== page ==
As mentioned above, the marketplace will find you out if you are a plagiarizer, and you will pay an emotional price. You will also pay a real price when more people recognize you for a fraud and refuse to listen to your music or read your copy.

Rules and laws only serve to to solidify questionable practices.

Is that a "utopian" mindset?


Eric Field's picture

Sam, I was collecting my articles for the upcoming week and realized that I never responded to your comments.   I apologize for the delay.

I find the issue of IP to be rather daunting.  I have a hard time wrapping my mind around the history, current circumstances, and theoretical criticisms of IP.   Until a few months ago I would describe my perspective on IP as one of rational ignorance; I accepted that this was an important area of human liberty, but I didn’t have a coherent understanding of the topic.  Time is the biggest restraint on learning new information, and IP wasn’t a topic that I wanted to devote my limited time to studying. 

I began examining the topic of IP following the announcement that Ron Paul’s office had sued the owners of  I had an intuitive dissatisfaction with Dr. Paul’s actions, but I could not articulate a reason as to why his actions were unacceptable.  To the extent that I am informed on the topic, I accept Kinsella’s criticisms as presented in ‘Against Intellectual Property’.  I accept Kinsella’s conclusion that IP is an artificial, state-imposed institution that would not come about absent government intervention.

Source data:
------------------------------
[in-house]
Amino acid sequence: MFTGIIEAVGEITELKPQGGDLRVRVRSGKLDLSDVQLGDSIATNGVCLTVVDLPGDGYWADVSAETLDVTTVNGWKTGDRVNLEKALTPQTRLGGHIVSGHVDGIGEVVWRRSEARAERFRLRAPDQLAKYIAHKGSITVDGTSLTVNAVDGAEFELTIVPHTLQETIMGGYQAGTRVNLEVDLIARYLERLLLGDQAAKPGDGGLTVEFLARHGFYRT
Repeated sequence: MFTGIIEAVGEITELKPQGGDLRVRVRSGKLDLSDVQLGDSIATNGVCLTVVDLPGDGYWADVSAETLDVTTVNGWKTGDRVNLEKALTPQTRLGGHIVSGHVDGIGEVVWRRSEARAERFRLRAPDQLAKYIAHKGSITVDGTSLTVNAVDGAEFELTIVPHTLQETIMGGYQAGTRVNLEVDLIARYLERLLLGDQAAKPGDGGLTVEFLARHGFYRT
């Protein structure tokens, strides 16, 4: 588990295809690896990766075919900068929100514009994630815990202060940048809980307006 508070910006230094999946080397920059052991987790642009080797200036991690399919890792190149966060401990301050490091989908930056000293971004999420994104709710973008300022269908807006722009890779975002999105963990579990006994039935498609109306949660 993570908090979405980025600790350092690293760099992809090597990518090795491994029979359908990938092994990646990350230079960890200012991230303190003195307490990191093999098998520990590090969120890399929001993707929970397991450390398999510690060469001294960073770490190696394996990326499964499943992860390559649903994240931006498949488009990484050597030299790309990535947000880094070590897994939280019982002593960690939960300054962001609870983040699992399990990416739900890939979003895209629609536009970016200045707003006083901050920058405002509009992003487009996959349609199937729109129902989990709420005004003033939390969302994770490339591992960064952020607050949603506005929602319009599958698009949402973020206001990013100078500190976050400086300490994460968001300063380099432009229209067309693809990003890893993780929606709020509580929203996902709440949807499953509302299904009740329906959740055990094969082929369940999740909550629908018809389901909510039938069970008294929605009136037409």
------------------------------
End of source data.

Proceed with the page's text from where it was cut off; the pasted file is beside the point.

To respond to your second comment, I don’t think that your perspective is at all utopian.  I agree with you that in a free (or freed, or completely free, or whatever the new appropriate terminology is supposed to be) society there would be market pressures that would discourage fraud.  Stephan Kinsella notes that existent IP laws don’t even deal with the issue of fraud.  The current market treatment of fraud is probably closer to what you envision as an ideal than most people would assume.

Samarami's picture

Eric, I appreciate the apology, but since I'm a truck driver it is often a week or more between computer sessions and my delays are often lengthy. This is my 3rd week off work, and I suspect not a few on this and a couple other boards will be glad to see me hit the road again.
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We can only speculate upon how a totally free market will deal with fraud, negligence and outright criminal acts. Most of us at STR agree that those psychotics who make up the abstraction we know as The State are the subtle and not-so-subtle creators of the very threats to their "citizens" that they make a show of solving. But I can't be so naive as to think there will be no thefts, robberies, rapes and other violent crimes against people or property. And there will be fraud.

I have no way of knowing what means a free society will come up with to deal with those instances, but I have faith they will be dealt with appropriately once political authority is quashed. Anarchy is not "chaos". Chaos is the output of monopoly government. I do not believe free individuals will be found shooting at shadows, creating "collateral damage" by ricochet. That is the manifestation of the white man's wars.

Keep up the good work, and be free.